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Re: My final formal answer as to what classes are and what class membership is!
Posted:
Mar 30, 2013 8:09 AM


On Mar 30, 7:33 am, fom <fomJ...@nyms.net> wrote: > On 3/29/2013 9:37 AM, Zuhair wrote: > > <snip> > > > > > See:http://zaljohar.tripod.com/sets.txt > > > Zuhair > > I suppose I had been a little harsh > the other night. So, I wanted to > take a moment to apologize. > Na, your responses were positive, they stimulated me to write my definitions in a formal manner as to avoid any ambiguity.
> I know you have been trying to investigate > set theory in relation to mereology. > > But, if you are going to pursue this use > of a 'name' relation, you should take > the time to look at some of the web > pages to which I directed you. Whether > or not David Lewis is using a formal > symbol conveying the sense of a name, > there is a relevant body of philosophical > inquiry that applies.
Actually I read some of the links you've supplied, I know about some of them actually, but thanks a lot for supplying those links, they've enriched my information. I need to see to what extent such material would influence what I've been doing. But for the moment, it appears as if what I'm trying to do is something more trivial than what is presented in those links, and somehow unrelated. But of course you are right since I've used the term "name" in my axiomatization. Actually Randall Holmes use the word "label", also a similar word might be "token". What I'm referring to as "name" is actually nothing but a referent object, i.e. an object that refers to a particular object, so naming here is nothing but a reference relation, it is between objects and objects and not between symbols and their semantics as with naming. Perhaps I should have used the term "referent" instead of name. so instead of x name of y we can use x refers to y. So "referent" here is used in the sense of something that refers to and not in the sense of something that is referred by. so we can say x is a referent of y to mean actually x refers to y. And also x is a referent iff Exist y. x refers to y. Anyhow. What I called as naming relation is actually nothing but discrete reference which is a very trivial and very circumscribed concept, unlike the diffuse concept of naming discussed by Russel and Mill.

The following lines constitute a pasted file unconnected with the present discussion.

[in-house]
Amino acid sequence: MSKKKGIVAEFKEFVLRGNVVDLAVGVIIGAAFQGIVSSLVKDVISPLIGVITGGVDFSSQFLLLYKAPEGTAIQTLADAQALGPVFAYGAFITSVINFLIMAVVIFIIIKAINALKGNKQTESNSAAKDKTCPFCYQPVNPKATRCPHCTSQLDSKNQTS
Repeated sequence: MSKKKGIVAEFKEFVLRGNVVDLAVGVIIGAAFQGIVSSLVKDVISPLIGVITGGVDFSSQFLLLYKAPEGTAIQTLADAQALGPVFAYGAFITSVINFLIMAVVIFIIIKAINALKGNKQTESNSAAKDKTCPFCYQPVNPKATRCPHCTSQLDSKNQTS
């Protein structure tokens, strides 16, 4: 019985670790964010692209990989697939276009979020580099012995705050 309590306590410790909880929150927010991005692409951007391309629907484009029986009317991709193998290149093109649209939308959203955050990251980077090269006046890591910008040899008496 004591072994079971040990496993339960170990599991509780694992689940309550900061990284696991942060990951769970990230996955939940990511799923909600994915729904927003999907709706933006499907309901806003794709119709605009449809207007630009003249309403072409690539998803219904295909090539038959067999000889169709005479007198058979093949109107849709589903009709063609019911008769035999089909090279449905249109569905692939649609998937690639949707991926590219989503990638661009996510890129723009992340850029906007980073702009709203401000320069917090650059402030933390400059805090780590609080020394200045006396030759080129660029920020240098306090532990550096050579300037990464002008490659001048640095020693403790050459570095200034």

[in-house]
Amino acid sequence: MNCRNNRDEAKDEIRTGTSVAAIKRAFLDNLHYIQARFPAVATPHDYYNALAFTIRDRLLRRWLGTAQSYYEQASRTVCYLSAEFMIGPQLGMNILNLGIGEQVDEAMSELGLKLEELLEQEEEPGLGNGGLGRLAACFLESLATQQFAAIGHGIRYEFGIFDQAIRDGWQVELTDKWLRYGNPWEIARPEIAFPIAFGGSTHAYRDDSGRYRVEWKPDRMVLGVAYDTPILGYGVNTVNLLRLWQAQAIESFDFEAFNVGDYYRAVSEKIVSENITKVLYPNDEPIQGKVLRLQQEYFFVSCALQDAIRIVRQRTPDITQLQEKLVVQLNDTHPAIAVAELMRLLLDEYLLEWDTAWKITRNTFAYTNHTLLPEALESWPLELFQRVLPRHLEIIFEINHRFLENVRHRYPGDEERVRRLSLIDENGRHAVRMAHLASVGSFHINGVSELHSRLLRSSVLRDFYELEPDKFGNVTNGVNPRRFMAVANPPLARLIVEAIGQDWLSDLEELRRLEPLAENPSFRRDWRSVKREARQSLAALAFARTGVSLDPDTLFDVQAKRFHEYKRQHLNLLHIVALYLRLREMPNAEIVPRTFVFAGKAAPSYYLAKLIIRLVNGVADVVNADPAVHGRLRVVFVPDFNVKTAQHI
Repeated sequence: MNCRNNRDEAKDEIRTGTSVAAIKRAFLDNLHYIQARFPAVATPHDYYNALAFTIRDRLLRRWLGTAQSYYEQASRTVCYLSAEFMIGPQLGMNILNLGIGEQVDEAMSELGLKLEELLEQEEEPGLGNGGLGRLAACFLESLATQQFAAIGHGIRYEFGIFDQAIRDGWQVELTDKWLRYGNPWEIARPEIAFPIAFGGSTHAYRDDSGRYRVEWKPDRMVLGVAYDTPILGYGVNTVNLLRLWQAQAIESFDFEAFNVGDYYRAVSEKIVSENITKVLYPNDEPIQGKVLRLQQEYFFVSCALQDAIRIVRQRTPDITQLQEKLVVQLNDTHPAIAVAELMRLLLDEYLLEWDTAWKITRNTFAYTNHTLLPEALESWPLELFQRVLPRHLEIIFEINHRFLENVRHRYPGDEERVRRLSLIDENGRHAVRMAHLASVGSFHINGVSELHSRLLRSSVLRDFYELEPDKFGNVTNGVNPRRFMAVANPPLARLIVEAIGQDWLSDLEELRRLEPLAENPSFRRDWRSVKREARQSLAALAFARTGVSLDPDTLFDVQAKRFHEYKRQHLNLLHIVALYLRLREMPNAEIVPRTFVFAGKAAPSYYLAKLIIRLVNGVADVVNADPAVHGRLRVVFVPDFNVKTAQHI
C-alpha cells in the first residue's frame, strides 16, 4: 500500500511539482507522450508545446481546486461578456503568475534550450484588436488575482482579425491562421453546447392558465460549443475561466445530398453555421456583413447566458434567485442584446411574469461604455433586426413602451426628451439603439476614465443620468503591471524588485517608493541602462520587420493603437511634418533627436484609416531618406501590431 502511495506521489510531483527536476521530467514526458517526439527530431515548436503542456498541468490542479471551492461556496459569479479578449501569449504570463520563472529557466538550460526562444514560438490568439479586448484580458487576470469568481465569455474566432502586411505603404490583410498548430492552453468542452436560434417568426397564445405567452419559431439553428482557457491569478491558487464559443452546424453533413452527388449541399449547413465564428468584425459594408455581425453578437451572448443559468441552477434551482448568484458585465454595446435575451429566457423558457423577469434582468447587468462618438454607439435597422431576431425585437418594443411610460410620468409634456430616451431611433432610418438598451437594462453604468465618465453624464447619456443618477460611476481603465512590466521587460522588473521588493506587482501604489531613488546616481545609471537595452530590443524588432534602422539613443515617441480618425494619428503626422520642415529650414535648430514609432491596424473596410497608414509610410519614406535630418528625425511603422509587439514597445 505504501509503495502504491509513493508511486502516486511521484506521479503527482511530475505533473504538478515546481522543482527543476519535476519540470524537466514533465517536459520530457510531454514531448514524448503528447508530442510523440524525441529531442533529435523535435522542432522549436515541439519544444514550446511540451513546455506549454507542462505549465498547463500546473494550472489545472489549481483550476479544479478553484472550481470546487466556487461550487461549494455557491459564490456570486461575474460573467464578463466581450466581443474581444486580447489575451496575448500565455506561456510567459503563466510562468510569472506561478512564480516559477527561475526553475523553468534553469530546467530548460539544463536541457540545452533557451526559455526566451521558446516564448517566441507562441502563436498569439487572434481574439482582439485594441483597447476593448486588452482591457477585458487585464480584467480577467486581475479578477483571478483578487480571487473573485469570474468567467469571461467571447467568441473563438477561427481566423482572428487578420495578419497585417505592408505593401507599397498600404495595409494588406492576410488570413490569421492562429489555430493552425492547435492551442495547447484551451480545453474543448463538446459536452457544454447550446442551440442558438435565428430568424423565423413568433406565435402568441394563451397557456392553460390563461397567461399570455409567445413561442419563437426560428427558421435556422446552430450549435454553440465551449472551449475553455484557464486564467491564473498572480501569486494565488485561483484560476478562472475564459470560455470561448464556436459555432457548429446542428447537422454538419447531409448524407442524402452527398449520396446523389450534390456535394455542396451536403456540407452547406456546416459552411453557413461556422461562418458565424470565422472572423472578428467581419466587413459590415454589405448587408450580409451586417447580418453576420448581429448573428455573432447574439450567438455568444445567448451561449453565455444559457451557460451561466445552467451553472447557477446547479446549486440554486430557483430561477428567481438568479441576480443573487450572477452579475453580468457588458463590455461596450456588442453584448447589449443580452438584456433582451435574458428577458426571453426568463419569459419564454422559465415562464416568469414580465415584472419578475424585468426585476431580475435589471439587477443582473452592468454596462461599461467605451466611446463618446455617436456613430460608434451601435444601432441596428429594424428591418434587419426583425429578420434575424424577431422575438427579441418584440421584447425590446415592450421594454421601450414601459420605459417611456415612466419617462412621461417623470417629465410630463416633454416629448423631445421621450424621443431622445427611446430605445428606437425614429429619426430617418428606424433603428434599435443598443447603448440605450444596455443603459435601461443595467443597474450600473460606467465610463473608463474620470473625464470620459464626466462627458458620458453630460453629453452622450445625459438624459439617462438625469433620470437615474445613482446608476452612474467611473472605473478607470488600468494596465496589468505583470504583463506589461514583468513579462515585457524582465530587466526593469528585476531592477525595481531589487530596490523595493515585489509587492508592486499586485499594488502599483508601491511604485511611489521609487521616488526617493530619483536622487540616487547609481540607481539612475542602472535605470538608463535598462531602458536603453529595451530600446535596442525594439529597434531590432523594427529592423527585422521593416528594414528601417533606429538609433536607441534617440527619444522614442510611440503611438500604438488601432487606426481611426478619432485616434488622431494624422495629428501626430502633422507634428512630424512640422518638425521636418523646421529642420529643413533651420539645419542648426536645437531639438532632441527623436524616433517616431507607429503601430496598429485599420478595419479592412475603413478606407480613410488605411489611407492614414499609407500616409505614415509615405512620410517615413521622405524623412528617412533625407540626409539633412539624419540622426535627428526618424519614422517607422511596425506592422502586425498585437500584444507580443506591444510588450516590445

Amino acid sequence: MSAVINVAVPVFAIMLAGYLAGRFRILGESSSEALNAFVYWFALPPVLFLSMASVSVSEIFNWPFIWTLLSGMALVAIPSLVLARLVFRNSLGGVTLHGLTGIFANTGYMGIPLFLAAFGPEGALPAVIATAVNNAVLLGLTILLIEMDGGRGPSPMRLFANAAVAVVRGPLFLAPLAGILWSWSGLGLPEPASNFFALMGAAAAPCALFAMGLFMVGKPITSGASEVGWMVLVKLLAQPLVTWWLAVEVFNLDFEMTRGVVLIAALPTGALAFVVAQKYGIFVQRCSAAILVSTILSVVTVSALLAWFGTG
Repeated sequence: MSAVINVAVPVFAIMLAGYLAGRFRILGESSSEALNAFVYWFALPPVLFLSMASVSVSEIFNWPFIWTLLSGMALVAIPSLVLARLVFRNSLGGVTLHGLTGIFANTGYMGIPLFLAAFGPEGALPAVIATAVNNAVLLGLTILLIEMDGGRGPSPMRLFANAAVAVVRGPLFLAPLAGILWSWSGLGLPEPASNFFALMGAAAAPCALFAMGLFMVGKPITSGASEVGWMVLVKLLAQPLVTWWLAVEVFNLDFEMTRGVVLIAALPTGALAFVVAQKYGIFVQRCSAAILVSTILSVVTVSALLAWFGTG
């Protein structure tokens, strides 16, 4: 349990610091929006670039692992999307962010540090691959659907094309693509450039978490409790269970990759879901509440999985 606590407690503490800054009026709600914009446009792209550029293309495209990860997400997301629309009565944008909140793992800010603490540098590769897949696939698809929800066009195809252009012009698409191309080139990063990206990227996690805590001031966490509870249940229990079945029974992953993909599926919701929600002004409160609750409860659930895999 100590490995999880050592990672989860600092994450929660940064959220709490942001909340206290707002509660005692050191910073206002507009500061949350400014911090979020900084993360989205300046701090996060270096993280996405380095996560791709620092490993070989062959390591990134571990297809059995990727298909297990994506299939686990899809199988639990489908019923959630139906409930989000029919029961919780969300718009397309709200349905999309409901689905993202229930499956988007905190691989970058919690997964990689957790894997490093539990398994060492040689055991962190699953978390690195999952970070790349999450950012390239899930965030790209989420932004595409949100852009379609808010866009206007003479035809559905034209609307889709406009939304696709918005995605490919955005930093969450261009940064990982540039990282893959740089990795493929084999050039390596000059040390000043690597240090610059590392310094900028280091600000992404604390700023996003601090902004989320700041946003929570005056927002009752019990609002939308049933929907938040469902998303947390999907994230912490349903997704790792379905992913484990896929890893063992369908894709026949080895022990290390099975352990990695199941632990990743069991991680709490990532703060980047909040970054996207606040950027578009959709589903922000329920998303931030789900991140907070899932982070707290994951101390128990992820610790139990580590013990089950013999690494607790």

I'm recently contemplating some "Local" kinds of trivial sets that violate the discretness axiom of names that I've presented. A nice example is to consider every name to be a PART of what it names. In this context a name is actually a MARKER. Of course the definition of membership would change into an object whose marker is a part of an equivalence collections of markers, and of course there must not exist a marker of any object that have the marker of the member as a part of it. This will interpret sets in Simple type theory. Also If we add that all objects are fussions of atoms, the nice thing is that there would be a finite upper bound on membership for each set, i.e. each set x with have a maximal bound n(x) such that there exist up to n(x) iterated singletons of it, i.e. for each x we can only have {x}, {{x}}, {....n(x)times...{x}...}. A somehow strange result. However this is a local case of sets and no such stipulation can hold for the general case of membership of sets wide across.
Anyhow I do think that pondering along the lines I've presented (originally by Lewis) is fruitful.
Zuhair